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Hoffmann, R. A wiki for the life sciences where authorship matters. Nature Genetics (2008)

The effects of a single, intravenous dose of bumetanide versus furosemide in patients with ascites and edema due to alcoholic liver disease.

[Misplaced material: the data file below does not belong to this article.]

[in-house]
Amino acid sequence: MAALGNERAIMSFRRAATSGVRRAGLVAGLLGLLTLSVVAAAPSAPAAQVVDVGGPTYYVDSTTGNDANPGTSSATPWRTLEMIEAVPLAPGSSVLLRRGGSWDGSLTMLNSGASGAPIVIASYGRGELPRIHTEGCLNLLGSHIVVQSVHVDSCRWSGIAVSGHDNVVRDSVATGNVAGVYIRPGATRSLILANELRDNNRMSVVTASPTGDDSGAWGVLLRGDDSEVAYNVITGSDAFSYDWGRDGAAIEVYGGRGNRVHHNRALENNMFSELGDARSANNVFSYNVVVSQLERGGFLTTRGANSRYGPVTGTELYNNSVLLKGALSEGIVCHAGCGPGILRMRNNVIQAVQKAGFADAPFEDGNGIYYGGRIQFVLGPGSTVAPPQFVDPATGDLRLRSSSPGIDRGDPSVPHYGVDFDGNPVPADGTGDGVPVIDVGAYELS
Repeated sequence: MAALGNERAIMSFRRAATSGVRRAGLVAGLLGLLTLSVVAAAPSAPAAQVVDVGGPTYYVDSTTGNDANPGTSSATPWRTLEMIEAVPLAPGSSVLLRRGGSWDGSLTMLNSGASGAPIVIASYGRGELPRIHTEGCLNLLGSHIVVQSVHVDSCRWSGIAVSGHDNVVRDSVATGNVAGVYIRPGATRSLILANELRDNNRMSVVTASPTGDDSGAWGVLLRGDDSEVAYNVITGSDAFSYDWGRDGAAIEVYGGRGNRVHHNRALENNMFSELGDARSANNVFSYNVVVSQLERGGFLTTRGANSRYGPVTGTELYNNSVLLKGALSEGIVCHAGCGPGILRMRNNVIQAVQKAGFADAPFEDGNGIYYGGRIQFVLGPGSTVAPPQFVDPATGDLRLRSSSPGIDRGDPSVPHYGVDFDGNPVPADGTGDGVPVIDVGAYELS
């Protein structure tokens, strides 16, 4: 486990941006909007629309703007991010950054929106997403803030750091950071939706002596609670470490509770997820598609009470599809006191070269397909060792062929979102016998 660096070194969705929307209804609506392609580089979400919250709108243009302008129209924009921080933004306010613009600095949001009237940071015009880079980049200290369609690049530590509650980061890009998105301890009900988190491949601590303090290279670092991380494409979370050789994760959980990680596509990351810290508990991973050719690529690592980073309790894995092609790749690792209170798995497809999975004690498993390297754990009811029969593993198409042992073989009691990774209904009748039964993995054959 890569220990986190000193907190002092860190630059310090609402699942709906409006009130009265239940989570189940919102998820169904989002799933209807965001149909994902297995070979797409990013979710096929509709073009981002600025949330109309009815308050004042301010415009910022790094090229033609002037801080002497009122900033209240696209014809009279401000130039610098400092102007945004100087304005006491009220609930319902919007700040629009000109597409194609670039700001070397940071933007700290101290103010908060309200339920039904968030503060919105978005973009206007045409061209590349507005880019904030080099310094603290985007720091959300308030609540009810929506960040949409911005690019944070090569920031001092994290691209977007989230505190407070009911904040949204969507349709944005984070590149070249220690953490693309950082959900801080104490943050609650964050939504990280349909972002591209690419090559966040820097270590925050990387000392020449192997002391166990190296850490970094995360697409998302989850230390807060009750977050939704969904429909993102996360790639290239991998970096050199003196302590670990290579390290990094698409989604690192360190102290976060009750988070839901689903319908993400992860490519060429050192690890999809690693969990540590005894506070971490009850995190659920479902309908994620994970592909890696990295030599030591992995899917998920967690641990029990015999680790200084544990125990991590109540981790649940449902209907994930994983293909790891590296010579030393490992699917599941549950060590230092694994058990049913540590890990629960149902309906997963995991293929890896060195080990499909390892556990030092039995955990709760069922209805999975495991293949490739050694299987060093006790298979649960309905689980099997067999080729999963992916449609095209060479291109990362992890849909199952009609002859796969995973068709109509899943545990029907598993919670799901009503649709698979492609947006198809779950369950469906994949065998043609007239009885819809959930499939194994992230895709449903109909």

Ascites with or without edema, secondary to alcoholic liver disease, which had failed to respond to conventional in-hospital medical treatment with thiazides, spironolactone, and salt restriction was treated with a single intravenous dose of 0.5 mg bumetanide or 20 mg furosemide. In this single-blind, randomized, parallel study in 20 men over 18 years of age, significant diuresis and increased excretion of sodium, potassium, and chloride occurred with both drugs. Weight loss was slight but significant within groups but not between drug treatments. Osmolality was significantly decreased after both treatments due to the magnitude of urine volume. Sodium/potassium ratio was significantly increased up to 120 minutes after both treatments. Creatinine excretion and clearance were increased after treatment with bumetanide but not significantly. In the furosemide group, the increase was first significant but after 90 minutes remained decreased. Supine and standing blood pressure and pulse rate changes were negligible. EKG monitoring revealed no abnormalities. No consistent alterations of laboratory tests were identified after treatment, nor were any important clinical adverse responses recognized. A 15-decibel unilateral high-frequency hearing loss was observed following bumetanide treatment in one patient with prior evidence of ear disease.[1]


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